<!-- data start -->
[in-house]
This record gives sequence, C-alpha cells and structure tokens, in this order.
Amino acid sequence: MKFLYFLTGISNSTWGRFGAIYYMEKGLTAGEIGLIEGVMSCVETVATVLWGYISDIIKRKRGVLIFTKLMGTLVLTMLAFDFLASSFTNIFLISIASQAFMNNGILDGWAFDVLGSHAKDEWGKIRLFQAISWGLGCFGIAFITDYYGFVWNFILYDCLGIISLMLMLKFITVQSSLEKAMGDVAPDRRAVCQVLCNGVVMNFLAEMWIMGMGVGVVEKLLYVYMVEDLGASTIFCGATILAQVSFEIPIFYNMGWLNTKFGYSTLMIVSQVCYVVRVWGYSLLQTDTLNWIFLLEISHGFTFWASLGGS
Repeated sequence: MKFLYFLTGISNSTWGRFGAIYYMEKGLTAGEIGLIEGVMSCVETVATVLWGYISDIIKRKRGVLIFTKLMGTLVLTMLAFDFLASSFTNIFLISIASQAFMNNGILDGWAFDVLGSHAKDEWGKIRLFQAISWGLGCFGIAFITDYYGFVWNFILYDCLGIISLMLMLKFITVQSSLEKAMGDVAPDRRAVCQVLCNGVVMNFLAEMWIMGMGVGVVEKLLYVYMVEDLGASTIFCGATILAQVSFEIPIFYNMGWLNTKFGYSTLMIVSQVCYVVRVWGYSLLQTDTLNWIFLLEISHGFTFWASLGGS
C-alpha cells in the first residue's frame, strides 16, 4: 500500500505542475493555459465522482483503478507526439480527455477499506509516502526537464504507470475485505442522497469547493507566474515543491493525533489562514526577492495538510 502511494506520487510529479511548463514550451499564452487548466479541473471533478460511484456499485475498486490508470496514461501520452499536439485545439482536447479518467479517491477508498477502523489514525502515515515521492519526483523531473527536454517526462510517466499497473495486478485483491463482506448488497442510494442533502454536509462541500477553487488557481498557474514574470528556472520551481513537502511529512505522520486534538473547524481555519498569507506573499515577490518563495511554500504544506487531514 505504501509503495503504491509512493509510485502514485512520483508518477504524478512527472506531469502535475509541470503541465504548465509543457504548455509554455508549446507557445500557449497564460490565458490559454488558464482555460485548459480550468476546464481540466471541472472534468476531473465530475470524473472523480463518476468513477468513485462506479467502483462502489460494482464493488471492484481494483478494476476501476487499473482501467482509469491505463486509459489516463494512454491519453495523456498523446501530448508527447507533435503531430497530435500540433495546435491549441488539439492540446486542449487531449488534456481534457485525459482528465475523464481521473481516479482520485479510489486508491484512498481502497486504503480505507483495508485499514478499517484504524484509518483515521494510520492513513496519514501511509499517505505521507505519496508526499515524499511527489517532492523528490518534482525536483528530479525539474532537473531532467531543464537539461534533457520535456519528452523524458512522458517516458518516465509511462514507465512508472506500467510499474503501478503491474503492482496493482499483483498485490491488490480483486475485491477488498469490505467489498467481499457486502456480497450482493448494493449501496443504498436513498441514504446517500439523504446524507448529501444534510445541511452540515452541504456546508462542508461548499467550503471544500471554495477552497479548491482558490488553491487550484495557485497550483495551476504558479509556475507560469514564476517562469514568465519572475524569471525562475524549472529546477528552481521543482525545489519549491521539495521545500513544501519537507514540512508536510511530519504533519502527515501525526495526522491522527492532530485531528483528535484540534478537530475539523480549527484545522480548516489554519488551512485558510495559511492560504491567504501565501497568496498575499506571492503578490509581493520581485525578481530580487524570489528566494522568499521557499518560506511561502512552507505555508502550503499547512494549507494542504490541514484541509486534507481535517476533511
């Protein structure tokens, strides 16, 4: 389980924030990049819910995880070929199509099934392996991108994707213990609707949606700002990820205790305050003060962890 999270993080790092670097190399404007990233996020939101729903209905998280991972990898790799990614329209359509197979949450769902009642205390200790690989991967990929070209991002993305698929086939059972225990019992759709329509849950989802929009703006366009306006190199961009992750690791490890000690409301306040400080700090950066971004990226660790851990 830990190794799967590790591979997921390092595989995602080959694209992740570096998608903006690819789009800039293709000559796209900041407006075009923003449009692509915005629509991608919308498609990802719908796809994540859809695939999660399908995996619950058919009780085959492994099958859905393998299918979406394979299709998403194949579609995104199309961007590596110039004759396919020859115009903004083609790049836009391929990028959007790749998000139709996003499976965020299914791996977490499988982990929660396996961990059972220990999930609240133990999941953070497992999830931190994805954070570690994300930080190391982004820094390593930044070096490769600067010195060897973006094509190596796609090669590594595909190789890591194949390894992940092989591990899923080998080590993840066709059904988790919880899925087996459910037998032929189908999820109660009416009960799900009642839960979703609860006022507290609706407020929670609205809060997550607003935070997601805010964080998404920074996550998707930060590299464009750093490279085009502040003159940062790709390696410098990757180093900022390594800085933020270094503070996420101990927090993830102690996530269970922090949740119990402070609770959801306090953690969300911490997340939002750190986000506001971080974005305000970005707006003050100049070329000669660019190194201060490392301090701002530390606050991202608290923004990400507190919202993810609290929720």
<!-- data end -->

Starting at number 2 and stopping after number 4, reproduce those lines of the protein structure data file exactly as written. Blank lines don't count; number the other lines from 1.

This record gives sequence, C-alpha cells and structure tokens, in this order.
Amino acid sequence: MKFLYFLTGISNSTWGRFGAIYYMEKGLTAGEIGLIEGVMSCVETVATVLWGYISDIIKRKRGVLIFTKLMGTLVLTMLAFDFLASSFTNIFLISIASQAFMNNGILDGWAFDVLGSHAKDEWGKIRLFQAISWGLGCFGIAFITDYYGFVWNFILYDCLGIISLMLMLKFITVQSSLEKAMGDVAPDRRAVCQVLCNGVVMNFLAEMWIMGMGVGVVEKLLYVYMVEDLGASTIFCGATILAQVSFEIPIFYNMGWLNTKFGYSTLMIVSQVCYVVRVWGYSLLQTDTLNWIFLLEISHGFTFWASLGGS
Repeated sequence: MKFLYFLTGISNSTWGRFGAIYYMEKGLTAGEIGLIEGVMSCVETVATVLWGYISDIIKRKRGVLIFTKLMGTLVLTMLAFDFLASSFTNIFLISIASQAFMNNGILDGWAFDVLGSHAKDEWGKIRLFQAISWGLGCFGIAFITDYYGFVWNFILYDCLGIISLMLMLKFITVQSSLEKAMGDVAPDRRAVCQVLCNGVVMNFLAEMWIMGMGVGVVEKLLYVYMVEDLGASTIFCGATILAQVSFEIPIFYNMGWLNTKFGYSTLMIVSQVCYVVRVWGYSLLQTDTLNWIFLLEISHGFTFWASLGGS